Teaming Agreements and the Ostensible Subcontractor Rule: SBA OHA Decision Provides Some Guidance

Teaming agreements for small business set-aside contracts can be tricky.  On the one hand, unlike 8(a) and SDVOSB joint venture agreements, there are no mandatory provisions.  On the other, if a competitor files an SBA size protest challenging the award, the teaming agreement may be “Exhibit A” in the SBA’s evaluation of whether the team violated the ostensible subcontractor rule.  In other words, mess up the teaming agreement, and you could have a big problem on your hands.

The SBA has never published a road map to a perfect teaming agreement, but a recent SBA OHA decision–which found no ostensible subcontractor rule violation–highlights a few provisions that prime contractors and their subcontractors would be wise to consider including.

SBA OHA’s decision in Size Appeal of CymSTAR Services, LLC, SBA No. SIZ-5329 (2012), involved an Air Force small business set-aside solicitation.  The Air Force identified ProActive Technologies, LLC, as the apparent successful offeror.  A competitor, CymSTAR, filed a SBA size protest, alleging that ProActive was affiliated with its subcontractor, Boeing, under the ostensible subcontractor rule.  The SBA Area Office disagreed with CymSTAR and held that ProActive was an eligible small business.

On appeal, SBA OHA examined the teaming agreement between ProActive and Boeing.  SBA OHA suggested that the following features helped prevent the teaming agreement from running afoul of the ostensible subcontractor rule:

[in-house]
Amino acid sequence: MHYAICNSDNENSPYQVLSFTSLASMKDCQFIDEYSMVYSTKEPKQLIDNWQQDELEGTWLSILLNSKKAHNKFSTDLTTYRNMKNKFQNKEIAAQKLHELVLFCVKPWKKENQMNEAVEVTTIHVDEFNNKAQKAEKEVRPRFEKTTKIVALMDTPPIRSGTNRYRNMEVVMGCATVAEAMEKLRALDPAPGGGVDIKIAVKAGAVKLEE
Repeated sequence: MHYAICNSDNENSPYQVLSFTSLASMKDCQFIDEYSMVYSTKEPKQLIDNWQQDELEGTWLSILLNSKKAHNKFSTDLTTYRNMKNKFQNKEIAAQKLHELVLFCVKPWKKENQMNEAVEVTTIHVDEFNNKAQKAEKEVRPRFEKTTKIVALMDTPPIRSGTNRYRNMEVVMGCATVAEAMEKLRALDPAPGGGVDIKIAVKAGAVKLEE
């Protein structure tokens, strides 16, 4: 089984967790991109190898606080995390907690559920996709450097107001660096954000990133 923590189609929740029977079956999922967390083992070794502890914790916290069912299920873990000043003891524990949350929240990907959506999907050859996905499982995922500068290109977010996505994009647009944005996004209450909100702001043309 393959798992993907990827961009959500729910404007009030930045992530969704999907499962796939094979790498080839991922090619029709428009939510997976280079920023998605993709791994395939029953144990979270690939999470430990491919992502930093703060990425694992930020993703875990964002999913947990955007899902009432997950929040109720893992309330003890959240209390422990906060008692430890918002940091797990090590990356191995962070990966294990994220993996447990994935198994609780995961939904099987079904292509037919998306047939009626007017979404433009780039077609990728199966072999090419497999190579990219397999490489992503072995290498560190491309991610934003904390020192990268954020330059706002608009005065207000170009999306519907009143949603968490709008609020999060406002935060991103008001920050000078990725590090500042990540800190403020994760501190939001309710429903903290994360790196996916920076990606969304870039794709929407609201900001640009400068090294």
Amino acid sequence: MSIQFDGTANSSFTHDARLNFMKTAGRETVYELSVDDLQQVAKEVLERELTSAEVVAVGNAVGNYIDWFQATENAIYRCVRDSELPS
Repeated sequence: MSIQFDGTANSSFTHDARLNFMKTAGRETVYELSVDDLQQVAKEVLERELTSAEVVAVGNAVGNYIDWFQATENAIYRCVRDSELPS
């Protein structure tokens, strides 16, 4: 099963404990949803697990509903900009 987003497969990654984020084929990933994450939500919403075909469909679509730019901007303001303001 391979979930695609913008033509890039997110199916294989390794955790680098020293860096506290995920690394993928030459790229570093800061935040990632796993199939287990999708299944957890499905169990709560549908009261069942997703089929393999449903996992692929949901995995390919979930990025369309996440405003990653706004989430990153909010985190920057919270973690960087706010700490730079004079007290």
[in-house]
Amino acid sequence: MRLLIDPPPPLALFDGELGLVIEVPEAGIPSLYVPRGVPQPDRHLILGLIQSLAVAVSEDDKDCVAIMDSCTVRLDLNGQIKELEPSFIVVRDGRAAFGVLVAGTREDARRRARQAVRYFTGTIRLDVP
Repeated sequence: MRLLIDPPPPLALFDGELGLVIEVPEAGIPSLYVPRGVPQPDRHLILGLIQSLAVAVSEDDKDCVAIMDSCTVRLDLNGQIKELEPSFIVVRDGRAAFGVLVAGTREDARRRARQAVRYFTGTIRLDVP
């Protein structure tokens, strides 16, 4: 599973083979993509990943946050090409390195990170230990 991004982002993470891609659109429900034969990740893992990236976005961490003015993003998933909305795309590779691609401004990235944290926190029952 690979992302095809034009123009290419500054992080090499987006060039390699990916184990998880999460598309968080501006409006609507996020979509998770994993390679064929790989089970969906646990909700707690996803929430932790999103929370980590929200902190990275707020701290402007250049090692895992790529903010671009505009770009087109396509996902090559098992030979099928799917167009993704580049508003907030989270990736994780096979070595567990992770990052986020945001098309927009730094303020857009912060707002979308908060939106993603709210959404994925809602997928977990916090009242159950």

1.  Proposal Preparation.   The ProActive-Boeing teaming agreement called for ProActive to play the lead role in proposal preparation.  In this way, the teaming agreement helped the parties avoid any suggestion that Boeing had led the proposal effort (which would have been a risk factor for ostensible subcontractor affiliation).

2.  Interactions with the Government.   The teaming agreement stated that ProActive would be the team’s sole interface with the government.  It was wise to include such a statement, because, in the SBA’s eyes, negotiating and interacting with the government should be the function of a prime contractor, not a subcontractor.  If both parties will interact with the government, it smells like a joint venture, not a prime/subcontractor team.

3.  Division of Work.  The teaming agreement provided that ProActive would perform no less than 51% of the work and that Boeing work perform no more than 49%.  Including this provision helped reassure the SBA that the team would comply with the FAR’s limitations on subcontracting and that ProActive would, in fact, perform more of the work than its subcontractor.

4.  Cross-Hiring.  The teaming agreement stated that neither party would hire the other’s employees.  This was an important provision because it told the SBA that ProActive would not meet its performance obligations by hiring Boeing’s employees–a risk factor under the ostensible subcontractor rule.

SBA OHA considered a number of other issues in the CymSTAR Services size appeal, ultimately agreeing with the SBA Area Office that ProActive and Boeing had not violated the ostensible subcontractor rule.  In part, the successful outcome was due to some smart provisions the parties inserted in their teaming agreement.

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